There is however, one quoted-to-death line that is perfectly applicable to our actual lives even if the vast majority of GOT followers probably dont realise it. That line – as you’ve no-doubt already guessed by the topic title – is Ygritte’s observation of “you know nothing, Jon Snow”

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[image: thesaint-online]
On a surface level, this was Ygritte criticising Jon for making assumptions of the wildlings based solely on what he knew or had been taught by those living in the safety of – or beyond – The Wall. But it’s here that we can delve deeper and discover that a quote from a TV show does in fact reflect us and our society. You may not have the luxury of seeing as many perfectly-formed breasts as some of the characters in ‘Thrones and you certainly can’t expect to soar the skies on the back of a dragon but you can rest assured that you really don’t know anything.

It happens all the time on a daily basis and this humble blogger cannot excuse himself from the guilty. We go around professing to know things for certain or believing that our methods or strategies are the correct way forward. The basic truth is that by thinking like this, we close our minds off to other options and possibilities. How do we know that what we are shown on our newsfeeds is in fact the truth? How do we know for a fact that our way of working is the most efficient if we refuse to even try the suggestions of others? How do we know that somebody we are attracted to is actually interested in that way (or vice-versa)?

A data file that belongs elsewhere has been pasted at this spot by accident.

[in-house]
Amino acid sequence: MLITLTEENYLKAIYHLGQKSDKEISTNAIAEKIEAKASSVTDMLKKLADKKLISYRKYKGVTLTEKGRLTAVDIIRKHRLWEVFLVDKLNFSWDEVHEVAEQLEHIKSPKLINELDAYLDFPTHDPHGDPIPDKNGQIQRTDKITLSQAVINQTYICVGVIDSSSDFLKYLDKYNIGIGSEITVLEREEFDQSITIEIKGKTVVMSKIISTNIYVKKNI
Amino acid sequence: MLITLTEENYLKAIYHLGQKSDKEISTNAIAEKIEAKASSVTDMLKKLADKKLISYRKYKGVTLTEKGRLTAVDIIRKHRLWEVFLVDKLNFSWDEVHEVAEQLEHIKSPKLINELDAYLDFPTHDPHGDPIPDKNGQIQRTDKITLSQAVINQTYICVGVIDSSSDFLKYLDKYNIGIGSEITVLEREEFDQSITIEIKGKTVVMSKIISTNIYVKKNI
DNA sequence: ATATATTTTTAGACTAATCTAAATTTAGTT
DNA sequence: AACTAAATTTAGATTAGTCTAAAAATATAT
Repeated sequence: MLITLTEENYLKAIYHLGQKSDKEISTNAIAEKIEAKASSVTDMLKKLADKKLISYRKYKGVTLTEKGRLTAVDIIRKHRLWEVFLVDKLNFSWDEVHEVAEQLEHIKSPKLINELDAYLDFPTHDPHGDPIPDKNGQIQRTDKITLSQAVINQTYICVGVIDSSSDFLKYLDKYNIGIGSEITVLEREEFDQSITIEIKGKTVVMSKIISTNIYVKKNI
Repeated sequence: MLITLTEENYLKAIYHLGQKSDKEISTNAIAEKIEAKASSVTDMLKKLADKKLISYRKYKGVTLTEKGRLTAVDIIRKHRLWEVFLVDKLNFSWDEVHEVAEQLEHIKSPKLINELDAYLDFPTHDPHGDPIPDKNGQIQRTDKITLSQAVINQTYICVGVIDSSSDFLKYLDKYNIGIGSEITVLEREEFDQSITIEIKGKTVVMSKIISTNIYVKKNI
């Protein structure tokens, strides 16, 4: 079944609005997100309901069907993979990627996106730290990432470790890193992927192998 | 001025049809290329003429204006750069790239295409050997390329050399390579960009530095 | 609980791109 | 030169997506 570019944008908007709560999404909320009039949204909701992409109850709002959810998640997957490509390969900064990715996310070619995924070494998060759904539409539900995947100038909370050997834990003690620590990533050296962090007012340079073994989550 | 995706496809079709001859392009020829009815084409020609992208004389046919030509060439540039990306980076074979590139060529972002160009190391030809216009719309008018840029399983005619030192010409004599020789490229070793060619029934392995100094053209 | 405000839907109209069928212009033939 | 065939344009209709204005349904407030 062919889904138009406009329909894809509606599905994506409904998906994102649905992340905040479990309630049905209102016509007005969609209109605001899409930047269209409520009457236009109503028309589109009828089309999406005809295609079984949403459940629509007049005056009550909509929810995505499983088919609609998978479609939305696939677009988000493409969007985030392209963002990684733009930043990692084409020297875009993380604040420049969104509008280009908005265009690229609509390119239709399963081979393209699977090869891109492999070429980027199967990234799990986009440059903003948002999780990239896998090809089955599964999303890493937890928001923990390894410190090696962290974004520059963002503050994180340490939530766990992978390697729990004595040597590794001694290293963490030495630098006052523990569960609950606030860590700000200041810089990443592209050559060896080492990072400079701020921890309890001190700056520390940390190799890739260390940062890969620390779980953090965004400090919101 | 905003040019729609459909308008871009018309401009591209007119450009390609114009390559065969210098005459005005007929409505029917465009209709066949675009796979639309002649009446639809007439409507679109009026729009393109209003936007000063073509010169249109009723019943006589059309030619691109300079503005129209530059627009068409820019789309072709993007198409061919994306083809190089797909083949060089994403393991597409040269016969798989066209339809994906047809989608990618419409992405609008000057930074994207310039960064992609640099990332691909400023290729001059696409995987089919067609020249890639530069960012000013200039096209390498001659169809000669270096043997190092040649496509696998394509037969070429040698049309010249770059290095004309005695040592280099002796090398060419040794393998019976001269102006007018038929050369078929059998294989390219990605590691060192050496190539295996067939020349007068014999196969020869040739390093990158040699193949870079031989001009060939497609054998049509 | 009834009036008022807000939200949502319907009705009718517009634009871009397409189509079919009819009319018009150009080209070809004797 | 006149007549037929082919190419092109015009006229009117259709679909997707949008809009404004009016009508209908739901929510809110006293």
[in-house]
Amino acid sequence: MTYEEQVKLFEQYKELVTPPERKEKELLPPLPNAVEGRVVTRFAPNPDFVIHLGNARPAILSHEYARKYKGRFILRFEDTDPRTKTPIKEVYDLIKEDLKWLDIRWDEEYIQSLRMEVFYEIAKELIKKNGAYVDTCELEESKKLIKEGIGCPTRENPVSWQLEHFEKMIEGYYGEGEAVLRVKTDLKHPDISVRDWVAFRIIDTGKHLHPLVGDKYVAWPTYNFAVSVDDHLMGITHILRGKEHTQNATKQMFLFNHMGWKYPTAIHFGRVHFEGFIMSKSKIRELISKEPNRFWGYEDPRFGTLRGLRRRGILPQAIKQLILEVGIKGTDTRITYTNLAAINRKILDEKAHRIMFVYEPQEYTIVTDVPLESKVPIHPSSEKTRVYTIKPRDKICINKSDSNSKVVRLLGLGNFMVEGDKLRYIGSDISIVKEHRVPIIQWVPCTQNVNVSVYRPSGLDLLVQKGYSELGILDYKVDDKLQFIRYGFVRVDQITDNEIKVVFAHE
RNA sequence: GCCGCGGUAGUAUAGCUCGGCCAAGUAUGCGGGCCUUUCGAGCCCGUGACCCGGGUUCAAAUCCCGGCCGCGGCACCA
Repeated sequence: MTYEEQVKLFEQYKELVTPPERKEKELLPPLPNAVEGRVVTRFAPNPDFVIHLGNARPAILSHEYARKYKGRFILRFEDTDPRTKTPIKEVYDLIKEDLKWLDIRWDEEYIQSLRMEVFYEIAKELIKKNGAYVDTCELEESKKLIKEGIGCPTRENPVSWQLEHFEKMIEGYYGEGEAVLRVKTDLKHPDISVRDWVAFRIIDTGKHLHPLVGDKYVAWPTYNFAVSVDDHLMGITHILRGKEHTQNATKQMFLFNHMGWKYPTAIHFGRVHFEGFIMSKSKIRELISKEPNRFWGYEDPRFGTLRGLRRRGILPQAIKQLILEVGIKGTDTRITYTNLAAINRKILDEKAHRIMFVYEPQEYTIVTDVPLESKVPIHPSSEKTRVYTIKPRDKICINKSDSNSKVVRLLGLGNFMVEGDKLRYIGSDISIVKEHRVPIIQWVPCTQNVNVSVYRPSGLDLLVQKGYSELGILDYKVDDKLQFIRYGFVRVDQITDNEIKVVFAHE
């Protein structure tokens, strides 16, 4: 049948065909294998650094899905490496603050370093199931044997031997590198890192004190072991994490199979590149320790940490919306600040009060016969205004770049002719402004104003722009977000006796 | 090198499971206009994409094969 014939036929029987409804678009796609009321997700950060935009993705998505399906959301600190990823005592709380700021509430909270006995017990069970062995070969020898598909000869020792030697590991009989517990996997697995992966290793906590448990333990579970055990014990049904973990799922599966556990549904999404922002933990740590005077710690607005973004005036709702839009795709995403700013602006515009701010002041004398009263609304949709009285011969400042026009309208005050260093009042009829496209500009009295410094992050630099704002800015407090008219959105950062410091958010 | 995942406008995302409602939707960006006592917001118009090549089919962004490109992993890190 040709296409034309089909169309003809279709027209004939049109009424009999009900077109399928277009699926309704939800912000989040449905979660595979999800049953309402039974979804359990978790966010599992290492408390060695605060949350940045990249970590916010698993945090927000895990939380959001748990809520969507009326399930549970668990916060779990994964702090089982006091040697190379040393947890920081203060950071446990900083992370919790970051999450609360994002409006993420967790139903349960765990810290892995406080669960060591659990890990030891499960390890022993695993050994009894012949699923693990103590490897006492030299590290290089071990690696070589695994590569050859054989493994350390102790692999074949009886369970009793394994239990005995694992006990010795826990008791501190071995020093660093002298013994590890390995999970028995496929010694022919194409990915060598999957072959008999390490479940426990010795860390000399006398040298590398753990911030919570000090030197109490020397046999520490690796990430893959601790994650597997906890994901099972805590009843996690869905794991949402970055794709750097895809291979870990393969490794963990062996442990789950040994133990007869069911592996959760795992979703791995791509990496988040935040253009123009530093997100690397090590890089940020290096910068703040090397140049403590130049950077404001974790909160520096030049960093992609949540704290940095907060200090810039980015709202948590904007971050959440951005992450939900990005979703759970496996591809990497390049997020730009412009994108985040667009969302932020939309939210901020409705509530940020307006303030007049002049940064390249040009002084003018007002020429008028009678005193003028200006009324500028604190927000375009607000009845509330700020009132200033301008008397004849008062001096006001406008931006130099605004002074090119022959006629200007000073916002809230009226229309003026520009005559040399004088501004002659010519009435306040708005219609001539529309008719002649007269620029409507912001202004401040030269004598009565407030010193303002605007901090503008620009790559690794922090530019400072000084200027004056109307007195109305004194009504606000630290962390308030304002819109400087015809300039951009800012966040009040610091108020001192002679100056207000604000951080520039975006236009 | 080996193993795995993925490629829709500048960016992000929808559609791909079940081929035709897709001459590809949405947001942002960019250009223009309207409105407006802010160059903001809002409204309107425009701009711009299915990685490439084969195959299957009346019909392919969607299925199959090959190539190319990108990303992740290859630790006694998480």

That’s not to say that you or I are wrong in what we do or believe but we might be. Might be. That’s the key thing to remember and take away. We might be wrong because for as much as we know for a fact, there is so much more that we don’t know. On top of that, even the few nuggets that we can hold on to as “fact” may be flipped upside down before our very eyes on the basis of new evidence or a fresh perspective that we hadn’t previously considered.

“You are not bigger than your own ignorance”